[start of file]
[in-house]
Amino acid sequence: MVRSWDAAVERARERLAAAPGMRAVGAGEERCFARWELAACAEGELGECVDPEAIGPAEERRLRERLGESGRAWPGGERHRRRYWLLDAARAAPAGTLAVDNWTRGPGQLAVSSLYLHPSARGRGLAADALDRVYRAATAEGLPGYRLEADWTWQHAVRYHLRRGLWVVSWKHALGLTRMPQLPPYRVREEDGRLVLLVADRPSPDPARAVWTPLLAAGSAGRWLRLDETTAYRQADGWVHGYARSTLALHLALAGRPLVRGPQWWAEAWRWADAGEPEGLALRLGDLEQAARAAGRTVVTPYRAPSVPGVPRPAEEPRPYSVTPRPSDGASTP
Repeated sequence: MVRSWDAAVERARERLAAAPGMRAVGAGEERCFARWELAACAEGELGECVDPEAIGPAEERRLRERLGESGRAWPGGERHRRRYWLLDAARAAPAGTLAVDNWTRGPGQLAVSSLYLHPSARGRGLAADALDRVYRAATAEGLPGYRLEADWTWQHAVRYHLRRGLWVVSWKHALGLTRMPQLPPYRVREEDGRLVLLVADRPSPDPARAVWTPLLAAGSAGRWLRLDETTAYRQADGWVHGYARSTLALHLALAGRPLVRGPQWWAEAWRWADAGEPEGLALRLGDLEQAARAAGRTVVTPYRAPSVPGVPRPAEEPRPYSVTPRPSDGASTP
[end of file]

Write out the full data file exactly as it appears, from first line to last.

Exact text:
[in-house]
Amino acid sequence: MVRSWDAAVERARERLAAAPGMRAVGAGEERCFARWELAACAEGELGECVDPEAIGPAEERRLRERLGESGRAWPGGERHRRRYWLLDAARAAPAGTLAVDNWTRGPGQLAVSSLYLHPSARGRGLAADALDRVYRAATAEGLPGYRLEADWTWQHAVRYHLRRGLWVVSWKHALGLTRMPQLPPYRVREEDGRLVLLVADRPSPDPARAVWTPLLAAGSAGRWLRLDETTAYRQADGWVHGYARSTLALHLALAGRPLVRGPQWWAEAWRWADAGEPEGLALRLGDLEQAARAAGRTVVTPYRAPSVPGVPRPAEEPRPYSVTPRPSDGASTP
Repeated sequence: MVRSWDAAVERARERLAAAPGMRAVGAGEERCFARWELAACAEGELGECVDPEAIGPAEERRLRERLGESGRAWPGGERHRRRYWLLDAARAAPAGTLAVDNWTRGPGQLAVSSLYLHPSARGRGLAADALDRVYRAATAEGLPGYRLEADWTWQHAVRYHLRRGLWVVSWKHALGLTRMPQLPPYRVREEDGRLVLLVADRPSPDPARAVWTPLLAAGSAGRWLRLDETTAYRQADGWVHGYARSTLALHLALAGRPLVRGPQWWAEAWRWADAGEPEGLALRLGDLEQAARAAGRTVVTPYRAPSVPGVPRPAEEPRPYSVTPRPSDGASTP